Soaring Interest Rates: Which Companies are Feeling the Pinch?
September 13, 2023
By Acuity Trading
Much to the relief of businesses and investors, the Federal Reserve took a breather and kept interest rates unchanged at its September meeting. Faced with inflation at 40-year highs, the US central bank really had no choice but to keeping hiking rates, taking the range from nearly 0% to 5.25%-5.50% over just two years. Rising interest rates dampen demand for goods and services and curtail rising prices. Companies then face a double whammy, that of higher borrowing costs and pressure on their ASPs (average selling prices) due to low demand. Both impact corporate margin dynamics and investor sentiment for certain companies and sectors. Here’s a look at the most rate sensitive sectors.
Real estate is among the most capital-intensive sectors and borrows heavily to complete projects. Higher selling prices to offload rising borrowing costs severely tempers demand. One might think the trade-off is really business as usual for this sector. But builders are caught between a rock and a hard place. Construction coming to a halt during the pandemic and rising demand for better accommodation sent home prices skyrocketing from 2020 through the first half of 2022, while higher interest rates have taken the 30-year mortgage rate above 7% for the first time in over two decades. Against this backdrop, mortgage applications to finance new home purchases declined by 30% year-on-year in August 2023, leaving builders little wiggle room to pass on higher costs to homebuyers.
REITs, which are considered a hedge against inflation, underperformed the stock market due to the challenging interest rate environment. Both the S&P Developed REIT and S&P US REIT indices have lost around 8% each over the past year.
Shares of some of the largest real estate companies have plummeted in 2023. American Tower Corp has lost 17% year to date, while Realty Income Corp is down 14% and Simon Property Group by 2%.
This is another economic activity that relies heavily on capital infusion. Manufacturers of heavy machinery or equipment and automakers face a similar dilemma as builders. Some manufacturers lease machinery for construction projects and are directly impacted by the plight of the real estate industry.
Automakers also suffered as consumers jammed the brakes on new vehicle purchases due to rising car financing costs with interest rate hikes. The Also, interest rate rises prompt a shift from spending to saving. While the shares of Ford and General Motors have remained subdued year to date, Tesla’s stock has jumped more than 130%, although the EV maker has slashed prices multiple times to spur demand.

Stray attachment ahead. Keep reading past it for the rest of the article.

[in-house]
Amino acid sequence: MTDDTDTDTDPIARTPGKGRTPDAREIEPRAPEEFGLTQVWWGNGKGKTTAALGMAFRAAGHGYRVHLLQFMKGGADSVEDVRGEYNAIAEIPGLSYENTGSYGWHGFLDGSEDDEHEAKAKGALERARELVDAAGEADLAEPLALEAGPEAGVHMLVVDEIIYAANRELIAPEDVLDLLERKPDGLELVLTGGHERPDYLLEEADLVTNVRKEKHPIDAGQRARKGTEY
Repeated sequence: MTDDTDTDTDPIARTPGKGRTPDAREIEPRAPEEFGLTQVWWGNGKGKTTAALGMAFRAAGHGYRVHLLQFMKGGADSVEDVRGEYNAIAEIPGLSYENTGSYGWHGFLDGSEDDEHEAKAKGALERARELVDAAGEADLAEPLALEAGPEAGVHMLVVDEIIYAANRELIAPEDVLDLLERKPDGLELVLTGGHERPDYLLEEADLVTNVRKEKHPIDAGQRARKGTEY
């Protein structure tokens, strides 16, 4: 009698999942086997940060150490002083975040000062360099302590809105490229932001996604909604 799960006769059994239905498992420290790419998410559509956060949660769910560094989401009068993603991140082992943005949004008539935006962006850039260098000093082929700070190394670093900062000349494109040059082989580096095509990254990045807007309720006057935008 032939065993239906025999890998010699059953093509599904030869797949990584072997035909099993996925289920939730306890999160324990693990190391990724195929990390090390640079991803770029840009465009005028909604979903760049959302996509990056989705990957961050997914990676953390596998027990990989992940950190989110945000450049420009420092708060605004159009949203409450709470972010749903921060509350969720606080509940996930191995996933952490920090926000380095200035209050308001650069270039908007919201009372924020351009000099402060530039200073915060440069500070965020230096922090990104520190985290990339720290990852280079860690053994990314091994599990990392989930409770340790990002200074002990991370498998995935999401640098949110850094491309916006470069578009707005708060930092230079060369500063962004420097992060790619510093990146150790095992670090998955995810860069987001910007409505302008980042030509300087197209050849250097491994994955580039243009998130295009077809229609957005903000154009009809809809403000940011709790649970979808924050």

Although the tech sector includes some of the world’s largest companies, it experienced a brutal year in 2022. This is because these companies invest billions of dollars in innovation, which spells colossal borrowing costs when interest rates are high. On the other hand, many of the tech giants are hugely cash generative and have a higher ability to curtail costs. With technological advancements and disruptive powers, shares of Microsoft jumped more than 30% year to date, Apple by over 40% and Google by more than 50%. Yet, investor sentiment remains bullish, as reflected by Acuity’s AssetIQ widget.
The net profit margins for S&P 500 companies declined on a sequential basis for seven straight quarters in Q1 of 2023. Many industries, especially consumer discretionary, consumer staples and industrials, are facing challenges navigating interest rate pressures. Their profit margins have contracted and could continue to be eroded this year.
What’s the Bottom-Line?
Higher rates sent jitters in the stock markets. But the Fed’s rate hikes will unlikely be a nail in the coffin for US businesses. Firstly, they were not the sole perpetrators. Corporate margins were shaved off by global supply challenges translating to higher shipping costs and the Russia-Ukraine war, which led to elevated oil prices. This means companies may begin reporting margin expansion with the easing of supply chain bottlenecks and oil-led inflationary pressures.
Yes, high interest rates are detrimental to margins. Then again, that is not the complete picture. Rates were hiked to rein in inflation, which skyrocketed in part due to soaring corporate profits. Thanks to the government’s decision to dole out money to households during the pandemic, coupled with rock bottom interest rates, businesses recorded fat margins and raked in huge profits for almost two years. From 1979 to 2019, growth in US corporate profits averaged a little over 11%. Between Q2 of 2020 to Q4 of 2021, corporate profits grew by a jaw-droppingly 54%. And corporate profit margins hit a 100-year high. US companies exited 2021 with profits after tax of a whopping $2.8 trillion, versus $2 trillion pre-pandemic.
While there’s no slam dunk with elevated interest rates, most sectors will experience margin expansion as inflation recedes, provided the Fed doesn’t go overboard and drive the US economy into recession.